What Impacts Condom Use in Homeless Youth?

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Young people outdoors

Understanding Condom Use Decision Making Among Homeless Youth Using Event-Level Data” (abstract). Yashodhara Rana, Ryan A. Brown, David P. Kennedy, Gery W. Ryan, Stefanie Stern, and Joan S. Tucker. The Journal of Sex Research (published online November 2014).

What it’s about: Rana and her colleagues wanted to explore what individual, interpersonal, and environmental factors influence whether homeless youth use condoms. The researchers interviewed 29 homeless young adults in Los Angeles to ask about their condom-related behaviors and decision-making at two points in time: the last time they had sex and another time that was somehow “different” from the first. All participants were between the ages of 13 and 23, had stayed in emergency shelters or received services, and reported having heterosexual sex at least once in the past six months.

Why read it: We know that homeless youth in the United States are more likely to contract sexually transmitted infections or to get pregnant (or get someone else pregnant) than their peers. Although some researchers have begun to explore different stages of decision-making behind condom use, few studies consider the role of personal, relationship-based, and event-specific factors that simultaneously impact young people’s decisions about sex. Most studies also collect data using surveys, which don’t give youth a chance to explain the multiple reasons for their decisions. By addressing that gap, this study can help agencies move away from a one-sized-fits-all approach to preventing risky sexual behaviors to better meet the needs of individual youth.

Biggest takeaways from the research: Researchers organized their findings into three main categories: circumstances related to the “event” of having sex, factors related to participants’ partners, and young people’s individual characteristics. At the event level, for example, homeless youth spoke about their challenges finding a place to have sex without fear of arrest. For two young people, this obstacle led them to make plans with their partner far in advance so they could have sex in private. Yet two other participants said their circumstances led them to have sex more spontaneously, a trend the authors say could reduce their odds of having (and using) condoms.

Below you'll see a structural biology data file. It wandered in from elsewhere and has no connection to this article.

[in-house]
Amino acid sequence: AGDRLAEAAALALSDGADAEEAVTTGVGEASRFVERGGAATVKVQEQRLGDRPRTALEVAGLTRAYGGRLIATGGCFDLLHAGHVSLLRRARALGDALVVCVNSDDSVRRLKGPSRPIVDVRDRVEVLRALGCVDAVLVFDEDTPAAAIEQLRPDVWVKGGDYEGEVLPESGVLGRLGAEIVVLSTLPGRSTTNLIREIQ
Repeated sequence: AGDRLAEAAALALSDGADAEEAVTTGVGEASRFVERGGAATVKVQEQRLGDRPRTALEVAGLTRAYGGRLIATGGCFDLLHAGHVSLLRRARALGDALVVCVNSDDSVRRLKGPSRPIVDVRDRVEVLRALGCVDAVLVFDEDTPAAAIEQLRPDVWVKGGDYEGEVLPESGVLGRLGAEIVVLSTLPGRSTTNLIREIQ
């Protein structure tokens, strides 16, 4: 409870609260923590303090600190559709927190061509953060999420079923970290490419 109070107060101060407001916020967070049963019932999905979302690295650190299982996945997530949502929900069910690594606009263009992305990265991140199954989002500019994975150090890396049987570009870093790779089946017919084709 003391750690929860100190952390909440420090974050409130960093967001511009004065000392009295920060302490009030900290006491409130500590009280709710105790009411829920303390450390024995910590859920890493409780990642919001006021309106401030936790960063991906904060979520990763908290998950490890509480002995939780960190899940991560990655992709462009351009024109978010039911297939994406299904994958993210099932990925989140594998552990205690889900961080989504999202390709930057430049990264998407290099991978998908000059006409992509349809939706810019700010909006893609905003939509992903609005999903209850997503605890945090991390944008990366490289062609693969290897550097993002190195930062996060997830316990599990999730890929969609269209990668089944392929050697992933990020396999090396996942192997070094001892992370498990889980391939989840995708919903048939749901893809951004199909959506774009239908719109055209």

Interestingly, participants said they were less likely to use condoms when they anticipated having sex with a partner when compared to having sex unexpectedly. Upon further exploration, researchers noticed that many of these youth also pointed to individual and partnership-related factors such as being in love or feeling confident about their partners’ sexual health as factors influencing their decision. Indeed, more than half of respondents mentioned a partner-related characteristic such as their “healthy” appearance as reasons for overlooking risks posed by disease and pregnancy. By contrast, only four females and two males said they had a firm rule about always using condoms.

Two female participants said they stopped using condoms because they felt a child would help them access housing. Expanding existing housing programs, they authors say, may improve homeless young people’s sexual health as fewer young women turn to pregnancy to connect with resources.

Rana et al. also shared some recommendations for improving sexual health interventions for homeless youth, including:

  • Acknowledge the importance of romantic partnership and young people’s environment in addition to individual factors.
  • Supplement peer-based interventions with information on how trust, love, and other feelings complicate youth’s decision to use condoms.

Additional references: Visit our library to learn more about adolescent sexual health and homeless youth.

You can also read this roundup summarizing three articles on homeless youth and unprotected sex.

Publications discussed here do not necessarily reflect the views of the National Clearinghouse on Families and Youth, the Family and Youth Services Bureau, or the Administration for Children and Families.

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